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| The Heidelberg Catechism|
Part 2-Deliverance: The Lord’s Day 6
The Lord’s Day 6 is the second chapter into part 2 which is titled “deliverance”. In the previous chapter questions 12-15 taught us to the that we are unable to redeem ourselves. Prior to Christ there was no possible way that man could satisfy God completely, not even with the sacrifice of animals. This is because animals were not made in the likeness of God. God had sent His only Begotten Son to come in the flesh in order to serve as an appropriate atonement. Man can never follow the 10 Commandments as Christ did because Jesus was fully man and God all in the same sense.
Question 16: Why must He be a true and righteous man?
Answer: Because the justice of God requires that the same human nature which has sinned should make satisfaction for sin, and because one who himself is a sinner cannot satisfy for others.
Question 17: Why must He withal be true God?
Answer: That by the power of His Godhead He might bear in His human nature the burden of God’s wrath; and that He might obtain for us, and restore to us, righteousness and life.
Question 18: But who is that Mediator who is at once true God and true, righteous man?
Answer: Our Lord Jesus Christ, who was made unto us wisdom from God, and righteousness and sanctification, and redemption.
Question 19: Whence do you know this?
Answer: From the holy gospel, which God Himself first revealed in Paradise; afterwards published by the holy patriarchs and prophets, and foreshadowed by the sacrifices and other ceremonies of the law; and lastly fulfilled by His only begotten Son.
It is clear that Christ is the perfect atonement because He is of both human and divine nature. G.I. Williamson writes that Christ “as one person who has two natures—is really the central teaching of both the Old and the New Testament Scriptures.” Going all the way back to Genesis we can read about the coming of Christ. When God addressed Satan after the fall of Adam and Eve He said: “And I will put enmity between you and the woman, and between your seed and her Seed; He shall bruise your head, and you shall bruise His heel” (Gen. 3:15). This statement was alluding to the coming of Christ. As Williamson writes “the ‘seed’ that God had in mind would be one person—a male person—who would be mighty enough to inflict a greater wound on Satan than Satan could inflict on him.” In order for Satan to be greatly wounded it would have to be from a divine entity, God Himself. Even though Satan would bruise the heel of Christ, the blow that Satan receives will prove to be the sign of defeat.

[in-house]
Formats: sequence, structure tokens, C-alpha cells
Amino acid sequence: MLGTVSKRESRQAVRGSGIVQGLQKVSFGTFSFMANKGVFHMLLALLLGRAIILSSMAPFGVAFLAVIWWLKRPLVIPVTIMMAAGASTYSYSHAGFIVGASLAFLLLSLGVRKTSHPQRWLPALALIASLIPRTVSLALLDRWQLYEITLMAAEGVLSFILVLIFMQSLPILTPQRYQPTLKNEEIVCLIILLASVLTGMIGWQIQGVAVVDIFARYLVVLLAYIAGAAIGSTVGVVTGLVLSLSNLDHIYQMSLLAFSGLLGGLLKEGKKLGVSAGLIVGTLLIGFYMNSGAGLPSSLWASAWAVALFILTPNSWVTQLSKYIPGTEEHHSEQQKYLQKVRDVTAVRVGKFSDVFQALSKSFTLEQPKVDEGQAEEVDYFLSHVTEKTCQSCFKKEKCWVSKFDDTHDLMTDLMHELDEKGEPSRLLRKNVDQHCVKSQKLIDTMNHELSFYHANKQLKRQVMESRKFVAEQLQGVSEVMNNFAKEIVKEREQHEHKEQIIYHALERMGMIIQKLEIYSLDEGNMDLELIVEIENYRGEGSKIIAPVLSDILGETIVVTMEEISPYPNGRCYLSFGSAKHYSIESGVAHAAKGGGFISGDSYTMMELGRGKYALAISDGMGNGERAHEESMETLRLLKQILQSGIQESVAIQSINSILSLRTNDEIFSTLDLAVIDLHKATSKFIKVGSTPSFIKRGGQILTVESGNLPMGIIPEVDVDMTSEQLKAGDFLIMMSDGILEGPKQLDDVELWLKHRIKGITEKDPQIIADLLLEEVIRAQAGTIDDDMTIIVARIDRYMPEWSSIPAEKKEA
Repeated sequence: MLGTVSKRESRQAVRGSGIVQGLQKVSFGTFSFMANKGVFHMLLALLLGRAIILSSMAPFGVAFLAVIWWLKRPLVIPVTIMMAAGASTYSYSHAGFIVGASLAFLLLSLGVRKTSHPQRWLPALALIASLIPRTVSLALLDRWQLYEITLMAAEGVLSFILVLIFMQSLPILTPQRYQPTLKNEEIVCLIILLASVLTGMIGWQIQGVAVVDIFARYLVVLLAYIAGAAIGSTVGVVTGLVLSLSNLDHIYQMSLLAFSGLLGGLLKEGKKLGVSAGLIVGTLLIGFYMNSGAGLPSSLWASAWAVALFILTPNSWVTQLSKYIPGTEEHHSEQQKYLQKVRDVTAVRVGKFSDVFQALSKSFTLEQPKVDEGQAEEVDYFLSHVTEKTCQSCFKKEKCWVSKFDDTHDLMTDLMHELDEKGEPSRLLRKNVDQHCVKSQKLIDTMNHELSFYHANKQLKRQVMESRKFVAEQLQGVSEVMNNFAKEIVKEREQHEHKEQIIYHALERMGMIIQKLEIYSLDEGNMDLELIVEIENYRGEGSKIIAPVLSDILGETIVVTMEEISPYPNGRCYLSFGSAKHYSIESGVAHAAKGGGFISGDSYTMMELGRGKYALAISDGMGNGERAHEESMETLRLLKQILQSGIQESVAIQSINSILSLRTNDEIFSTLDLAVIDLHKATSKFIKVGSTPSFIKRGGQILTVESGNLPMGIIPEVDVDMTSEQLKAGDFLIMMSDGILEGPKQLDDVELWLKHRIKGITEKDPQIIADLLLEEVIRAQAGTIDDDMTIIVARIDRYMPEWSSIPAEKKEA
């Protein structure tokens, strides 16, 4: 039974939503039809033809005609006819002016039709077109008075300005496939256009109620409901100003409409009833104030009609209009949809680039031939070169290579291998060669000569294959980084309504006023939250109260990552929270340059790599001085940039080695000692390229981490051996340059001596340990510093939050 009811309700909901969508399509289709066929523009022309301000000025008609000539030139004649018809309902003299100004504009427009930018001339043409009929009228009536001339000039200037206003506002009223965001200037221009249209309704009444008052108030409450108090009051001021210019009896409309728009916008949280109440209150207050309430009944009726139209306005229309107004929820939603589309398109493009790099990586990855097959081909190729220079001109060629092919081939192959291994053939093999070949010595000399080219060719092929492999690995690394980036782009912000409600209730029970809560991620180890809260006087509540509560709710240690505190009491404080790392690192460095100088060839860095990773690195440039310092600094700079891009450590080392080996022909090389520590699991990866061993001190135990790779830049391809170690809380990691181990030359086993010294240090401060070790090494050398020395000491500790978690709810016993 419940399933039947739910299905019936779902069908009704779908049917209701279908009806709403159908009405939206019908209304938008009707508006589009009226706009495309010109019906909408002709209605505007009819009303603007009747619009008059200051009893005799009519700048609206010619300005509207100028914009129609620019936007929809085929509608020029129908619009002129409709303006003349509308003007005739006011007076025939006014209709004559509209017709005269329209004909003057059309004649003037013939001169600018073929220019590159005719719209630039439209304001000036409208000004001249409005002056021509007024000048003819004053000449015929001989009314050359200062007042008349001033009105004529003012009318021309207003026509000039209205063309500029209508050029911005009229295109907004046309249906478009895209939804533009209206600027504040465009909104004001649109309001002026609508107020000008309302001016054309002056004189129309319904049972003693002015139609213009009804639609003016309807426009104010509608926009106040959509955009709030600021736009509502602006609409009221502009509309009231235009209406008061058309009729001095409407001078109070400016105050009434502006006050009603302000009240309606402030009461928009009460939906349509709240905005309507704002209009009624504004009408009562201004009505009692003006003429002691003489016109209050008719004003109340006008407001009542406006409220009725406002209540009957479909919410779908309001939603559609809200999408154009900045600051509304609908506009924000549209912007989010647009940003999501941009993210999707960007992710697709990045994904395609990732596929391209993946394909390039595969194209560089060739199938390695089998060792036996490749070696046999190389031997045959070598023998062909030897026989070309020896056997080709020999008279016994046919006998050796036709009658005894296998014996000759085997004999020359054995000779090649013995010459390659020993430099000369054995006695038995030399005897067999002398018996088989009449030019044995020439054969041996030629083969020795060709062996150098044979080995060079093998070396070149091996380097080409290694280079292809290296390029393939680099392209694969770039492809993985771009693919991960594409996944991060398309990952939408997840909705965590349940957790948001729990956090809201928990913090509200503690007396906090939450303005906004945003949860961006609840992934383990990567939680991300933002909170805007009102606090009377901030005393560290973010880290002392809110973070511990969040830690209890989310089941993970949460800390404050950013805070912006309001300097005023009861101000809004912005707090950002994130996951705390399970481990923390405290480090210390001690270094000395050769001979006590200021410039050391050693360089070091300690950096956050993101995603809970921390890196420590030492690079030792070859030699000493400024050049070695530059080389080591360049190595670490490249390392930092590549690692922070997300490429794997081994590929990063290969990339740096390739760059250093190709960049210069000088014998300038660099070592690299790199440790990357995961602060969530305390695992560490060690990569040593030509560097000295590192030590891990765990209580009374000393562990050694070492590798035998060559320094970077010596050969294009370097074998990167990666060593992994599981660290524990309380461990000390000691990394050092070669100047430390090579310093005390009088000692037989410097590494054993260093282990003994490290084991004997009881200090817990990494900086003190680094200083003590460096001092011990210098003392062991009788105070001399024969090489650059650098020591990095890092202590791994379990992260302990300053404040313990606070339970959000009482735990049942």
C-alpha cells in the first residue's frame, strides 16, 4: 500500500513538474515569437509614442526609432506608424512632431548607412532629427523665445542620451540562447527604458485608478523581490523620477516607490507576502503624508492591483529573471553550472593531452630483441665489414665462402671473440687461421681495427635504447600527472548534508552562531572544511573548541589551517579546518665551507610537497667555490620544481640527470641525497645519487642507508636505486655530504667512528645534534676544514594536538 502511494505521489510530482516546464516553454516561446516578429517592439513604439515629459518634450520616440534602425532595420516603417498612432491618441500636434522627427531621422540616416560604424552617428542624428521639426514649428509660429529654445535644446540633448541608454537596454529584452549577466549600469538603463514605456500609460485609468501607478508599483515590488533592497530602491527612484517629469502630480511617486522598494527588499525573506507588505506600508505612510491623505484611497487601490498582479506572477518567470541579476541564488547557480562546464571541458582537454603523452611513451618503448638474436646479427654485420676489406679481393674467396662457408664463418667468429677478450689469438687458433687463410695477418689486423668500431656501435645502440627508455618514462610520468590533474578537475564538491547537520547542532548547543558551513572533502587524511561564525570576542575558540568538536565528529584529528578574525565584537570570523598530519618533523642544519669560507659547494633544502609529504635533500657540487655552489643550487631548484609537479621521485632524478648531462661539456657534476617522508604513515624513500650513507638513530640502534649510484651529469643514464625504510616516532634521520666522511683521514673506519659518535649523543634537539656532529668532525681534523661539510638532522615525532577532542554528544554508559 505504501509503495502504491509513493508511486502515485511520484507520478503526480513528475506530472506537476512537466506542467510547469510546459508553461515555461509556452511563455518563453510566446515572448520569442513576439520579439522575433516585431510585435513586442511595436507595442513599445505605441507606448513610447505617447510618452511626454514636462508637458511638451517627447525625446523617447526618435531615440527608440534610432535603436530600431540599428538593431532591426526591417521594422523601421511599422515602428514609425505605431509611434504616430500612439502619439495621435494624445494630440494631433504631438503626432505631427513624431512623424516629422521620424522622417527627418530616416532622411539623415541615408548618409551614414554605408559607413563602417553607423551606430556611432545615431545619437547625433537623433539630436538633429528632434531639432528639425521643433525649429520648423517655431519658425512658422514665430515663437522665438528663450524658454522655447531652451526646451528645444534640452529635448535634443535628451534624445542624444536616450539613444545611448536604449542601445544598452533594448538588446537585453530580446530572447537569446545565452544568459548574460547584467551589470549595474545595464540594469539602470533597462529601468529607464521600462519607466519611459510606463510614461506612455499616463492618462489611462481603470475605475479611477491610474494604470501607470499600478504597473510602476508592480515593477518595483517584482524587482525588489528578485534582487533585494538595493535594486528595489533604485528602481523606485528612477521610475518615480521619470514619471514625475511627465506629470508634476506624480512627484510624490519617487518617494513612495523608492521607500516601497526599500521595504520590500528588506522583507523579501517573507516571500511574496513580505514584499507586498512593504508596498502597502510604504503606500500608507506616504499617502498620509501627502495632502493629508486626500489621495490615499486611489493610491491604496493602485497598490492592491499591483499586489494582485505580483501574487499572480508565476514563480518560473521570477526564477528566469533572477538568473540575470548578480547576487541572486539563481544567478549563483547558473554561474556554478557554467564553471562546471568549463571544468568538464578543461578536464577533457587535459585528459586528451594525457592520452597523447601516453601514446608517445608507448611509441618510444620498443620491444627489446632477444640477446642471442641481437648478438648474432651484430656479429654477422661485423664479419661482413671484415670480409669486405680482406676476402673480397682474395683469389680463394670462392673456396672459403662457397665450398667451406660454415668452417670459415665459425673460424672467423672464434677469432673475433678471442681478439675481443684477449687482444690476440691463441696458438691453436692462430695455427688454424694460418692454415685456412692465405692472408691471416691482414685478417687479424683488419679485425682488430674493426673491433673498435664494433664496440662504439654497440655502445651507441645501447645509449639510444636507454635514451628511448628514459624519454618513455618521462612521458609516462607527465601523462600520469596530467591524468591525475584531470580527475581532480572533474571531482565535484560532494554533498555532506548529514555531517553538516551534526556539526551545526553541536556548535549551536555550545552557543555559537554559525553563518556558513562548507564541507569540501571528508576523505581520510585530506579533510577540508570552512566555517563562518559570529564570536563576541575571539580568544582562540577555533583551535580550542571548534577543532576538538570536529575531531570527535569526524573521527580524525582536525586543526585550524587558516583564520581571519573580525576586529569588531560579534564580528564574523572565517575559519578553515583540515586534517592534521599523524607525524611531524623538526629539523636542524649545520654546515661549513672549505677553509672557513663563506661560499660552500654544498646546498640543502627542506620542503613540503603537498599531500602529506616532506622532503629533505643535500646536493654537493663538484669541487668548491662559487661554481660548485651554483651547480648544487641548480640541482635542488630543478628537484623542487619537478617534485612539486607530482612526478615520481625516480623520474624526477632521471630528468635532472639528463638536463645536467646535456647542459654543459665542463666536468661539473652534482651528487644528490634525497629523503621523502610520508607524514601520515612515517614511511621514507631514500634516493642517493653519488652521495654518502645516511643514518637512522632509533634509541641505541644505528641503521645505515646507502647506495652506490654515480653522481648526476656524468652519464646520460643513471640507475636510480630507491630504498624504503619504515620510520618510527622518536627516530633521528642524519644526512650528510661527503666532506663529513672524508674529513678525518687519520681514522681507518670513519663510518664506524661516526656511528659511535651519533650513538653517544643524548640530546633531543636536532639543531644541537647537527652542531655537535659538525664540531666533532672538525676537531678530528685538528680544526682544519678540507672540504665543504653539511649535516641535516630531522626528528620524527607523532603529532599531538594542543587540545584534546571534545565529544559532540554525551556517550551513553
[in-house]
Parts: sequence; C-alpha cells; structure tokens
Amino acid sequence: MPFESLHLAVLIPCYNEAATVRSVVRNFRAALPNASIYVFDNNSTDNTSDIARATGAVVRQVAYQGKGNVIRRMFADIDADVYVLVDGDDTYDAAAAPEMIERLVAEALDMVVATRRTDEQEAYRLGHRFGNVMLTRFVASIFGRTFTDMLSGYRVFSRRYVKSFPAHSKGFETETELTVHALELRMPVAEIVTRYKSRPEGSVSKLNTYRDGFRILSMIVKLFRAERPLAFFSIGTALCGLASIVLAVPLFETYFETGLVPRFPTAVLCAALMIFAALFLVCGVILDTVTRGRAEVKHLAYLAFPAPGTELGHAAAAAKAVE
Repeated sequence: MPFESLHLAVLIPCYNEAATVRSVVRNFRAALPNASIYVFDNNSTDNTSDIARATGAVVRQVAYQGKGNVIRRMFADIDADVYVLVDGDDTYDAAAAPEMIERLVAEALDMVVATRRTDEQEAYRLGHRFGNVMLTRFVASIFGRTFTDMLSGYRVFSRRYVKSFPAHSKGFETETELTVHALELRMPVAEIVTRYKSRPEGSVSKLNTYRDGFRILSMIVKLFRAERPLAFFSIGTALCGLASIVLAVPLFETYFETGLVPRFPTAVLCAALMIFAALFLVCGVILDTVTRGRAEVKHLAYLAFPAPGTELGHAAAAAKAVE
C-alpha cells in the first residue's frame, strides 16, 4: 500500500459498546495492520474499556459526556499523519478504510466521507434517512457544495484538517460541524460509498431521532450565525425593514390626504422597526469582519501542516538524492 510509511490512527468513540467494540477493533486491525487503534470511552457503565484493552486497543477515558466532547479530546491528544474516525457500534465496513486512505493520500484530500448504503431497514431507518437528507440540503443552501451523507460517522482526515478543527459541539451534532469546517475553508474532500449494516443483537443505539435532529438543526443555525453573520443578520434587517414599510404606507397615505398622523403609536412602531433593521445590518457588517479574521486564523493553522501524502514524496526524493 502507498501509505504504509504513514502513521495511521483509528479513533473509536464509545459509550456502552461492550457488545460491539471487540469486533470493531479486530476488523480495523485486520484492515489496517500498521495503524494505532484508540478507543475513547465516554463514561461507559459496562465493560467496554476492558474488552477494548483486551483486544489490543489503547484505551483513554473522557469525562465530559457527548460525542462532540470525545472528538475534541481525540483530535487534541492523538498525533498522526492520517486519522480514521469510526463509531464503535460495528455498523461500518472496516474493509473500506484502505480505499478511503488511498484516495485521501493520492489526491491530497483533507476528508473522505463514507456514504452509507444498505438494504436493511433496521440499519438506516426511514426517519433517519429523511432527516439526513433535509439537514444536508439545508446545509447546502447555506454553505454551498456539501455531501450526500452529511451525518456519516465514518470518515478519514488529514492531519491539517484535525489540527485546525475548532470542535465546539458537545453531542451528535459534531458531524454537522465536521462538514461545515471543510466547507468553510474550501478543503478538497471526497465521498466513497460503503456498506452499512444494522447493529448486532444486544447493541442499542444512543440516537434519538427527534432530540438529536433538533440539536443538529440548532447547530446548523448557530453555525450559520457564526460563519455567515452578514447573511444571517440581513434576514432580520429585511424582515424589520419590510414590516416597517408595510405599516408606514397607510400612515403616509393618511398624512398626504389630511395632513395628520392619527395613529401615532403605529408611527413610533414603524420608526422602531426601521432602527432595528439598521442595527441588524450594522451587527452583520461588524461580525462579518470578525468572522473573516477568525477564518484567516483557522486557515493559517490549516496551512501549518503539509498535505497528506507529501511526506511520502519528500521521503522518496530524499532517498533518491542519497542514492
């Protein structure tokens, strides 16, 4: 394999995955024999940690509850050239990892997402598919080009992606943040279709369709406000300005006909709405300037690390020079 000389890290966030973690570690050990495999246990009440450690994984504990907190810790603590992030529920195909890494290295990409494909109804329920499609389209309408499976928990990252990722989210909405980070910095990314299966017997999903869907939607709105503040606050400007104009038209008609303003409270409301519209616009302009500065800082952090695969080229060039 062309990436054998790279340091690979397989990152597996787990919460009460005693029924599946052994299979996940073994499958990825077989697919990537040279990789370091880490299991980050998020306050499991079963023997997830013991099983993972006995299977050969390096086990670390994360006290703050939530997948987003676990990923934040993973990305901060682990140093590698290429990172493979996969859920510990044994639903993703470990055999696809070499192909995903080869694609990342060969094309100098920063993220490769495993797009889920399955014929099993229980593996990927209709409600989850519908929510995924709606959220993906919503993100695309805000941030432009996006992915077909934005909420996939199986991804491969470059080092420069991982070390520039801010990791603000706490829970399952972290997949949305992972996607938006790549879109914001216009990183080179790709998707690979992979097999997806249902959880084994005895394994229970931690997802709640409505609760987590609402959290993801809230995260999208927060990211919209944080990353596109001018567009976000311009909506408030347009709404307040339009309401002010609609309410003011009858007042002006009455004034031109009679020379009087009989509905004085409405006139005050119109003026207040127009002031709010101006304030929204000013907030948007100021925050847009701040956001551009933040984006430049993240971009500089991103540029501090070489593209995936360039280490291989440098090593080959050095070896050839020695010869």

Two other examples we see coming from the Old Testament are in 2 Samuel and the psalms of King David. In 2 Samuel 7:12-13 God tells David “When your days are fulfilled and you rest with your fathers, I will set up your seed after you, who will come from your body, and I will establish his kingdom. He shall build a house for My name, and I will establish the throne of his kingdom forever.” In Psalm 110:1 David writes “The LORD said to my Lord, ‘Sit at My right hand, till I make Your enemies Your footstool’”.
Normally the ancestor gives honor to the one they descended from. In this case David is honoring his descendant because he is speaking of Christ when he says “The LORD said to my Lord”. In Matthew 22:45 Jesus asked the Pharisees “If David then calls Him ‘Lord,’ how is He his Son?” Genetically Jesus is a descendant of David, but Christ is far more superior because He is of a divine nature, which explains why David would refer to his offspring as “Lord”.
Sacrificial atonement has been significant since the beginning; in Genesis 3:21 we read how God had made tunics out of the skins of animals to clothe Adam and Eve. Genesis 4:3-5 also shows the need for a blood sacrifice it reads: “In the course of time Cain brought to the Lord an offering of the fruit of the ground, and Abel also brought of the firstborn of his flock and their fat portions. And the Lord had regard for Abel and his offering, but for Cain and his offering he had no regard. So Cain was very angry, and his face fell.”
Hebrews 11:4 helps us understand this situation better it reads: “By faith Abel offered to God a more excellent sacrifice than Cain”. That was because Cain’s sacrifice was bloodless, Hebrews 9:22 says: “without shedding of blood there is no remission [i.e., forgiveness]” Animal sacrifice was indeed accepted by God, but in order for His children to be redeemed there was a need for a substantial sacrifice, one that could save all. Hebrews 10:10 tells us that “we have been sanctified through the offering of the body of Jesus Christ once for all.” Christ was sent for the purpose of fulfilling prophecy. He serves as the perfect mediator between God and man because Christ is both, without this belief we can never be considered as a delivered Christian. This is why we must take God’s word seriously; catechism breaks the word down to us so that we can get a deeper understanding of the bible. Let us continue to grow so we can not only understand, but truly listen and follow.
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